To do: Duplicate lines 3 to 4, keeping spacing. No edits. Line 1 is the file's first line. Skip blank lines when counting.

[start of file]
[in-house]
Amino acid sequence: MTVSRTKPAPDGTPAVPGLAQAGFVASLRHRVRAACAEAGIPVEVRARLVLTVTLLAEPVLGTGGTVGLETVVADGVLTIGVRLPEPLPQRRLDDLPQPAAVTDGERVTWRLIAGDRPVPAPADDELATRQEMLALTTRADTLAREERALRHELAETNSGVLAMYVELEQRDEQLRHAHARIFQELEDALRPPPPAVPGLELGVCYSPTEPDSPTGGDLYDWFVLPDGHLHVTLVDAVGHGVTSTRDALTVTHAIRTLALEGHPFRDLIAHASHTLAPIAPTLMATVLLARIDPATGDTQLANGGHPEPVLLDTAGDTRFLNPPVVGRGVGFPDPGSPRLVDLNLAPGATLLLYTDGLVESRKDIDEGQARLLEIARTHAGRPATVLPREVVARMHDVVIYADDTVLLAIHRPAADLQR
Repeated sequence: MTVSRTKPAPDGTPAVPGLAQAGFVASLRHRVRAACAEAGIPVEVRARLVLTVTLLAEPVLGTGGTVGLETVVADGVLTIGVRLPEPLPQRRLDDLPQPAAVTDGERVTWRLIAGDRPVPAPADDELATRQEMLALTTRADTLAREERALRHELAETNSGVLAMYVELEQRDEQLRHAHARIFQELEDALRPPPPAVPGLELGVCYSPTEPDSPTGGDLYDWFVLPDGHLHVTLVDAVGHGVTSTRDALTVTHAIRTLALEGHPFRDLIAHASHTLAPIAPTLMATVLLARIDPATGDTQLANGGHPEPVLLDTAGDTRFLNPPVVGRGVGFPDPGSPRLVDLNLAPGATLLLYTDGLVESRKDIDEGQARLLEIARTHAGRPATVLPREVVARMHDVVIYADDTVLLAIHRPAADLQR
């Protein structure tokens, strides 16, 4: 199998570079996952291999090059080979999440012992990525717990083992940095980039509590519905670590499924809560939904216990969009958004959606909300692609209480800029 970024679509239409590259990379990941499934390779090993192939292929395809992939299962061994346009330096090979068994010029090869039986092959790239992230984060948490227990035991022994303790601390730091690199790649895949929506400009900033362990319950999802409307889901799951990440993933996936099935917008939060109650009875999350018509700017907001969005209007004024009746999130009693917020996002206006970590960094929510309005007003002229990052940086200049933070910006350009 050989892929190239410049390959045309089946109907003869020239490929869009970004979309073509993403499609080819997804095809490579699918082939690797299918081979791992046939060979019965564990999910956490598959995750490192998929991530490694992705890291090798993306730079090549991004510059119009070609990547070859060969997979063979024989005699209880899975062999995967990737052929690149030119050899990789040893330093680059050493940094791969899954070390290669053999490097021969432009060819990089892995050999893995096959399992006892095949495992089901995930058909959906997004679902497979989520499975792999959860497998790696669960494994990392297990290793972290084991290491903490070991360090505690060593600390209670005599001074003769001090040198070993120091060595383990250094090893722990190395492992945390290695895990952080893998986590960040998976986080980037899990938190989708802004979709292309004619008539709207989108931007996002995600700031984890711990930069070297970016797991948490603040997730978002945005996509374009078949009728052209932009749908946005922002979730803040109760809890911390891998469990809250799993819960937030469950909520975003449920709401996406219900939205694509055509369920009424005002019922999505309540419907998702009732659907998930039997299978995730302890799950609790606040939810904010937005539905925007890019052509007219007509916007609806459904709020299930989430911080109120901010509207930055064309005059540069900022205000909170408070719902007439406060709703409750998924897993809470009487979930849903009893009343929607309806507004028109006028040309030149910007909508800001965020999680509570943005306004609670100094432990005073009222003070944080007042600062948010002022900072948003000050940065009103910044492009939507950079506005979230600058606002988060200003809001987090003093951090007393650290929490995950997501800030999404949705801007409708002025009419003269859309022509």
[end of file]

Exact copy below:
Repeated sequence: MTVSRTKPAPDGTPAVPGLAQAGFVASLRHRVRAACAEAGIPVEVRARLVLTVTLLAEPVLGTGGTVGLETVVADGVLTIGVRLPEPLPQRRLDDLPQPAAVTDGERVTWRLIAGDRPVPAPADDELATRQEMLALTTRADTLAREERALRHELAETNSGVLAMYVELEQRDEQLRHAHARIFQELEDALRPPPPAVPGLELGVCYSPTEPDSPTGGDLYDWFVLPDGHLHVTLVDAVGHGVTSTRDALTVTHAIRTLALEGHPFRDLIAHASHTLAPIAPTLMATVLLARIDPATGDTQLANGGHPEPVLLDTAGDTRFLNPPVVGRGVGFPDPGSPRLVDLNLAPGATLLLYTDGLVESRKDIDEGQARLLEIARTHAGRPATVLPREVVARMHDVVIYADDTVLLAIHRPAADLQR
């Protein structure tokens, strides 16, 4: 199998570079996952291999090059080979999440012992990525717990083992940095980039509590519905670590499924809560939904216990969009958004959606909300692609209480800029 970024679509239409590259990379990941499934390779090993192939292929395809992939299962061994346009330096090979068994010029090869039986092959790239992230984060948490227990035991022994303790601390730091690199790649895949929506400009900033362990319950999802409307889901799951990440993933996936099935917008939060109650009875999350018509700017907001969005209007004024009746999130009693917020996002206006970590960094929510309005007003002229990052940086200049933070910006350009 050989892929190239410049390959045309089946109907003869020239490929869009970004979309073509993403499609080819997804095809490579699918082939690797299918081979791992046939060979019965564990999910956490598959995750490192998929991530490694992705890291090798993306730079090549991004510059119009070609990547070859060969997979063979024989005699209880899975062999995967990737052929690149030119050899990789040893330093680059050493940094791969899954070390290669053999490097021969432009060819990089892995050999893995096959399992006892095949495992089901995930058909959906997004679902497979989520499975792999959860497998790696669960494994990392297990290793972290084991290491903490070991360090505690060593600390209670005599001074003769001090040198070993120091060595383990250094090893722990190395492992945390290695895990952080893998986590960040998976986080980037899990938190989708802004979709292309004619008539709207989108931007996002995600700031984890711990930069070297970016797991948490603040997730978002945005996509374009078949009728052209932009749908946005922002979730803040109760809890911390891998469990809250799993819960937030469950909520975003449920709401996406219900939205694509055509369920009424005002019922999505309540419907998702009732659907998930039997299978995730302890799950609790606040939810904010937005539905925007890019052509007219007509916007609806459904709020299930989430911080109120901010509207930055064309005059540069900022205000909170408070719902007439406060709703409750998924897993809470009487979930849903009893009343929607309806507004028109006028040309030149910007909508800001965020999680509570943005306004609670100094432990005073009222003070944080007042600062948010002022900072948003000050940065009103910044492009939507950079506005979230600058606002988060200003809001987090003093951090007393650290929490995950997501800030999404949705801007409708002025009419003269859309022509």